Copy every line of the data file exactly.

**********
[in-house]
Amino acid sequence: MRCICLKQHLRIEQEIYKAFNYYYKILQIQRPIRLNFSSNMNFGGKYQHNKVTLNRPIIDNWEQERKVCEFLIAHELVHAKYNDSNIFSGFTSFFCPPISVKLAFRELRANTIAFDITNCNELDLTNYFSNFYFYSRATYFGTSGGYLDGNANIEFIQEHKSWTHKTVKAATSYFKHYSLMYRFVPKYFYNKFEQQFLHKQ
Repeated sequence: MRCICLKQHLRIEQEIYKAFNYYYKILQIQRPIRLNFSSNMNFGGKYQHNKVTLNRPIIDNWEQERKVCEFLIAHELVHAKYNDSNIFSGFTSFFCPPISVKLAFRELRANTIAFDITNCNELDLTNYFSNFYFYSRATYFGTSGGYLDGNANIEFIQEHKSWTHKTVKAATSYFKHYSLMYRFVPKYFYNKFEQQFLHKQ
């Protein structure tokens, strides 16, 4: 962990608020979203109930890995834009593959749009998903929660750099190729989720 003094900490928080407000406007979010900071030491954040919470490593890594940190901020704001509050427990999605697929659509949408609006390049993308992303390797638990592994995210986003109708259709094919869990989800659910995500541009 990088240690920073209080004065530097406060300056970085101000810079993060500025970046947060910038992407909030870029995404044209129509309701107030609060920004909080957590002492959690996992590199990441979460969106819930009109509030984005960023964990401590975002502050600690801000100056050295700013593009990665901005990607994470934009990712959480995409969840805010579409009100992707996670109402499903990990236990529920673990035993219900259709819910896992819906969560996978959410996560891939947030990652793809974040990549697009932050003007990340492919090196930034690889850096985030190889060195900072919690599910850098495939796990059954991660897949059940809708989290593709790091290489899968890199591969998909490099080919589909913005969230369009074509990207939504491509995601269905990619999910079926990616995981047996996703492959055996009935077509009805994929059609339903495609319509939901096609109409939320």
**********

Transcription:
[in-house]
Amino acid sequence: MRCICLKQHLRIEQEIYKAFNYYYKILQIQRPIRLNFSSNMNFGGKYQHNKVTLNRPIIDNWEQERKVCEFLIAHELVHAKYNDSNIFSGFTSFFCPPISVKLAFRELRANTIAFDITNCNELDLTNYFSNFYFYSRATYFGTSGGYLDGNANIEFIQEHKSWTHKTVKAATSYFKHYSLMYRFVPKYFYNKFEQQFLHKQ
Repeated sequence: MRCICLKQHLRIEQEIYKAFNYYYKILQIQRPIRLNFSSNMNFGGKYQHNKVTLNRPIIDNWEQERKVCEFLIAHELVHAKYNDSNIFSGFTSFFCPPISVKLAFRELRANTIAFDITNCNELDLTNYFSNFYFYSRATYFGTSGGYLDGNANIEFIQEHKSWTHKTVKAATSYFKHYSLMYRFVPKYFYNKFEQQFLHKQ
């Protein structure tokens, strides 16, 4: 962990608020979203109930890995834009593959749009998903929660750099190729989720 003094900490928080407000406007979010900071030491954040919470490593890594940190901020704001509050427990999605697929659509949408609006390049993308992303390797638990592994995210986003109708259709094919869990989800659910995500541009 990088240690920073209080004065530097406060300056970085101000810079993060500025970046947060910038992407909030870029995404044209129509309701107030609060920004909080957590002492959690996992590199990441979460969106819930009109509030984005960023964990401590975002502050600690801000100056050295700013593009990665901005990607994470934009990712959480995409969840805010579409009100992707996670109402499903990990236990529920673990035993219900259709819910896992819906969560996978959410996560891939947030990652793809974040990549697009932050003007990340492919090196930034690889850096985030190889060195900072919690599910850098495939796990059954991660897949059940809708989290593709790091290489899968890199591969998909490099080919589909913005969230369009074509990207939504491509995601269905990619999910079926990616995981047996996703492959055996009935077509009805994929059609339903495609319509939901096609109409939320």